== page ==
in the busiest section of the city.
One of the most important deals
in real estate or city property made
in Paris recently was negotiated
Tuesday, when the real estate firm
of Harris, Speakes & Harris, sold to
Baldwin Bros., the two-story brick
store room on Main street, occupied
!by the Harry Simon Department
IUC. O-il l" l"Vl HUM VU,V,V.
In less than two hours after the sale
had been made the purchasers were
offered a profit of $2,500 on their
investment, but refused it. Posses
sion will be given Jaunary 1, 1921.
It is said that Mr. Simon will in the
future devote his whole time to the
Lexington- store.
MUSCADINE PUNCH, THAT NEW
SATISFYING DRINK.
Muscadine Punch, made famous
in Europe by American soldiers, on
sale at Jair.es E. Craven's. Most,
satisfying and wholesome soft drink
made. Soldier boys in France madev
it famous. Come in and try it.
(It) JAMES E. CRAVEN.
CAR TURNS TURTLE.
A car owned and driven by Han
loy G. Ragan, of Mt. Stei'ling,. skid
ed on the muddy road and "turned
turtle' near North Middletown,.
about seven o'clock Monday night.
Ragan, who was alone in the car
at the time, escaped with slight
bruises. The car was badly dam
aged. W
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STORM DOES DAMAGE IN CITY
AND COUNTY. ,
Damage amounting in the aggre
gate to hundreds of dollars was done
tc city and - county Dronerty bv a
heavy storm which visited this sec
tion Tuesday. Rain fell in torrents,
accompanied by hail in some parts
of the county. The resulting floods
i ajsed the small streams and creeks j
tnrougli tne county out of their
banks, washing away fencing,
damaging tobacco beds and causing
a vast amount of damage in other
ways. Many places- on the pikes
were rendered almost impassable,
and traffic had to be detoured in
other directions.
The storm was especially heavy
in the vicinity of the Xalapa Farm
of Edward F. Sirams, on the" North
Middletown pike, near Paris. A
large truck belonging to the farm,
lpaded with colored laborers, bound
for Paris, went through a bridge.
The men all made their escape, but
the truck with its driver was carried
down the stream a considerable dis
tance. The driver was tescued from
his perilous place. The truck ope
rated on the North Middletown
transfer line struck the high waters
on the pike, causing it to skid over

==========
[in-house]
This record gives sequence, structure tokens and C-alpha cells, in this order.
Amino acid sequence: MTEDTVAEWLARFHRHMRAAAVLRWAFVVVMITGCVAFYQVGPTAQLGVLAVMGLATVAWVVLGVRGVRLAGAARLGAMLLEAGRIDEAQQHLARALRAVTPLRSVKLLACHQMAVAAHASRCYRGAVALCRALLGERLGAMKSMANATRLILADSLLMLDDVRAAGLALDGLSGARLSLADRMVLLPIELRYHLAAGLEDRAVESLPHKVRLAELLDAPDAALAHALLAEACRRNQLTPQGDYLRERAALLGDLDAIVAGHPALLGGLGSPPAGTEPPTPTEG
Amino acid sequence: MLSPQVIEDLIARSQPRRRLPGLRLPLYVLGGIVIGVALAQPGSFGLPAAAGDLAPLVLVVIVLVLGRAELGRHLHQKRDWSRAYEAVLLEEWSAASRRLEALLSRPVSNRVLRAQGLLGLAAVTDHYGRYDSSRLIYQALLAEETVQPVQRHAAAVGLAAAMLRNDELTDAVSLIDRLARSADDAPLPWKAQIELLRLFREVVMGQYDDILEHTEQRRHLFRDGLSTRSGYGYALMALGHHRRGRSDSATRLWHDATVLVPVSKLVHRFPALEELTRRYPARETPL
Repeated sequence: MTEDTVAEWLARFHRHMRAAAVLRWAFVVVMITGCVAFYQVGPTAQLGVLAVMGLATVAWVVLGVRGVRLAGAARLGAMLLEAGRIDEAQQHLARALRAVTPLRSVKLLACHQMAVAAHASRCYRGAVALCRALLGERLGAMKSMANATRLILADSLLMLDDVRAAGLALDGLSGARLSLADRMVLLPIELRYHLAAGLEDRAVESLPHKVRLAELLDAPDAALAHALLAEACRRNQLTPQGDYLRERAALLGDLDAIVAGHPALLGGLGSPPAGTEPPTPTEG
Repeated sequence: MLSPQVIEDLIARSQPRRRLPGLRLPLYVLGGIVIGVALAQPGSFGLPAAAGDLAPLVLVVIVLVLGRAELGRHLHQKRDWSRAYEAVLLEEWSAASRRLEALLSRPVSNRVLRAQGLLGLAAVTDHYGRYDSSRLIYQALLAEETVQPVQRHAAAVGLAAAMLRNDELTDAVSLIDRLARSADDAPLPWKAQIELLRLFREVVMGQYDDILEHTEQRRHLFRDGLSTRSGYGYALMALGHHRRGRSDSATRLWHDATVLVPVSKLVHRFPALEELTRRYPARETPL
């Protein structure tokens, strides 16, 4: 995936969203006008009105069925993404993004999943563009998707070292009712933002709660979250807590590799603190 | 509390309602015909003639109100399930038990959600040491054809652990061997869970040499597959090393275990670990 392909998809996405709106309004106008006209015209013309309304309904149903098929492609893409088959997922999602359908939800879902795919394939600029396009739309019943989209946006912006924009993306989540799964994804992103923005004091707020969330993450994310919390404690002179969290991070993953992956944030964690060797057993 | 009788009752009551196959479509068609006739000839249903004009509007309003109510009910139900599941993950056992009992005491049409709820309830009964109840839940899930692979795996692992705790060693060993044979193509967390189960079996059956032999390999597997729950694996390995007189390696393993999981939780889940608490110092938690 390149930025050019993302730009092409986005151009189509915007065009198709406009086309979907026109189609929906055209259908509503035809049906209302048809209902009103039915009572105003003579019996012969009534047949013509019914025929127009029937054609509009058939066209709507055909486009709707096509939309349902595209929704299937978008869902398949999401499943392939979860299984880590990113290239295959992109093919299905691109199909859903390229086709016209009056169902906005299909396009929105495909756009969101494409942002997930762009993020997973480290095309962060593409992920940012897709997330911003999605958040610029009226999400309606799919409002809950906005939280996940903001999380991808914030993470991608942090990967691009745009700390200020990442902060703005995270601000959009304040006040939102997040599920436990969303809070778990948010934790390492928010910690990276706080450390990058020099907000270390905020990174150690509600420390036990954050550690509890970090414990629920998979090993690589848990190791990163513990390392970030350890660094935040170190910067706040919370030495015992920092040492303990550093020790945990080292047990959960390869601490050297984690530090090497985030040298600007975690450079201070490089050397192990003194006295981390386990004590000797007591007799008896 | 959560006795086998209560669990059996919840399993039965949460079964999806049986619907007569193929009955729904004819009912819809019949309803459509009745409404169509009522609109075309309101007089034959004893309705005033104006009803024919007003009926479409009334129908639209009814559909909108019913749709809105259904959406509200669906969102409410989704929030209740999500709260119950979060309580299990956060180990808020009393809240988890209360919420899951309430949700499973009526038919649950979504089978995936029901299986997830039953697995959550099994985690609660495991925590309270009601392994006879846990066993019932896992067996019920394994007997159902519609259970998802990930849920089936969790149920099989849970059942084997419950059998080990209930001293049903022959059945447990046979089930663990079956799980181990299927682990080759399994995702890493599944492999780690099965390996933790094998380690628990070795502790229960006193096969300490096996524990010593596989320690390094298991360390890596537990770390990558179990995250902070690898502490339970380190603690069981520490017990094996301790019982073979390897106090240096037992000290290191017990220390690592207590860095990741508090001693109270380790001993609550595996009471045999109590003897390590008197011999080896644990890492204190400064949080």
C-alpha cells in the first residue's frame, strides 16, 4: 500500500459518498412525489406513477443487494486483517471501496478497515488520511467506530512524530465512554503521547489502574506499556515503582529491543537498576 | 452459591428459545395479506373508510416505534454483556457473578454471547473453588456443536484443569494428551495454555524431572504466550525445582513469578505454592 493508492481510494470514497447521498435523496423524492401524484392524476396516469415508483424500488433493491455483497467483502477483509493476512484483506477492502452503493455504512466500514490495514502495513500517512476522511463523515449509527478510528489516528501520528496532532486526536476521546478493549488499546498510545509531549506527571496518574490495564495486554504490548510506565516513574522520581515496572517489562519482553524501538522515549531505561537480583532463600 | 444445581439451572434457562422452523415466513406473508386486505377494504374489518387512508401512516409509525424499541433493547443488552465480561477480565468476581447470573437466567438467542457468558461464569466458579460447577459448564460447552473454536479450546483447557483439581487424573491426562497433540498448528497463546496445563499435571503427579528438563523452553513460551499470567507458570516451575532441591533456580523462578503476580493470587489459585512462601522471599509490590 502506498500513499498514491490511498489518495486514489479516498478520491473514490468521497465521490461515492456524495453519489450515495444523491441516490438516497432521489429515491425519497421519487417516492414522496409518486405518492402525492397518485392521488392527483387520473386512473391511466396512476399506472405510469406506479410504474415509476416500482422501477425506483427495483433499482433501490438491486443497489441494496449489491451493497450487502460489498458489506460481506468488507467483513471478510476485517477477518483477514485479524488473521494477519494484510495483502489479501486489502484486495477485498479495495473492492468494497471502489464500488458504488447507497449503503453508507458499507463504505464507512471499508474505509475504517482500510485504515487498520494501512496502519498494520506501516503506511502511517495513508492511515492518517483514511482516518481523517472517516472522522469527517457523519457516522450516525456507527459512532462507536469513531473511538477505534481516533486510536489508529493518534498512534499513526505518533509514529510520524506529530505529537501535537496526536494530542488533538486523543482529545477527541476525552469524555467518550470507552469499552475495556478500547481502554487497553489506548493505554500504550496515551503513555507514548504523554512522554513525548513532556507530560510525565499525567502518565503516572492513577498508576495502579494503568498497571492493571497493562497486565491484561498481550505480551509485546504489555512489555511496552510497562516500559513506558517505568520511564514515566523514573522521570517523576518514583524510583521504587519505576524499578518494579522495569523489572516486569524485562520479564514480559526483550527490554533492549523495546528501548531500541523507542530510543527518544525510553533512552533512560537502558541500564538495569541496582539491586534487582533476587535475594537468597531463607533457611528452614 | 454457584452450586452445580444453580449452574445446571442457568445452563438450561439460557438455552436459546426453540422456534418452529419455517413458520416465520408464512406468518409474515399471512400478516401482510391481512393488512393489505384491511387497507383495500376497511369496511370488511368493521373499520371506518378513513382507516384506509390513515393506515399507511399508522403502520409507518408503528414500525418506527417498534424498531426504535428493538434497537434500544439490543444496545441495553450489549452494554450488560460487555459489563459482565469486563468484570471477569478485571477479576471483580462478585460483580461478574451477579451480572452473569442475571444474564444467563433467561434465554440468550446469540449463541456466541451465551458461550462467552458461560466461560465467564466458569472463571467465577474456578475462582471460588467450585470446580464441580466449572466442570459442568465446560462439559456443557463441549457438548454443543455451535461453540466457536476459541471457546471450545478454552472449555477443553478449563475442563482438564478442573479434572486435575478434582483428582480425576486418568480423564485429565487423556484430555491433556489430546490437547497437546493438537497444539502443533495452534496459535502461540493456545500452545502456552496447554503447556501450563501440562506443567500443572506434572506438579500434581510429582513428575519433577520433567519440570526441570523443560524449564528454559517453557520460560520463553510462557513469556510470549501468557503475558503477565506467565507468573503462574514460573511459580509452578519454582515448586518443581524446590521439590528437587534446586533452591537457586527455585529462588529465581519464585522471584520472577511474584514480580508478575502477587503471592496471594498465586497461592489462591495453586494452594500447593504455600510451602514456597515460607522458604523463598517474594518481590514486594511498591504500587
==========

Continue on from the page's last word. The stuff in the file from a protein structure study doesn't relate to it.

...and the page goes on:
an embankment. The truck was
later rescued, with its load of mer
chandise. A. wall of rushing water
washed away about 150 feet of the
stone fence in fibnt of the Xalapa
Farm. Raymond Fryman, truck
driven, was justrelurning to Paris,
when the swift wafer at that point
caught his machine, the engine go
ing "dead," and plunging the car
against a fence on the opposite side
of the pike. Fryman escaped un
hurt. A new tobacco barn on the
farm of Frank P. Kiser, near Paris,
collapsed, under the pressure of
high winds and was wrecked.
Lightning struck a number of barns
in the county, doing " considerable
damage. Lowlands everywhere
were flooded, stock washed away,
and fencing demolished.
Traffic on the Louisville & Nash
ville between Maysville and Paric
was put out of commission for a
time when a bridge near "Pleasant
Valley, in Nicholas county, went
out. The damage was repaired, and
trains are now making schedule
time," A bridge on the Frankfort &
Cincinnati road between Frankfort
and Georgetown went out under tho
rush of 'waters, causing intenuption
to traffic between Pans and tnoso
points.
The storm was succeeded Wednes
day by clear weather, bringing re
lief In its waKc. Tne sti earns m
the county .have t about reached:1,
normal stage, and no further dam
age is tea red.
"During the heavy rain Tuesday
afternoon the iron bridge spanning
the creek near the Edward Lewis
place in Bourbon county, was wash
ed from its base and carried a half
mile down the stream. Travel from
that section was entirely cut off
until a temporary stiucture was
placed in position.
. o
SEED CORN.
We have for sale Re id's Yel
low Dent and Boone County
White Seed Corn, showing 98
to 100 germination, grown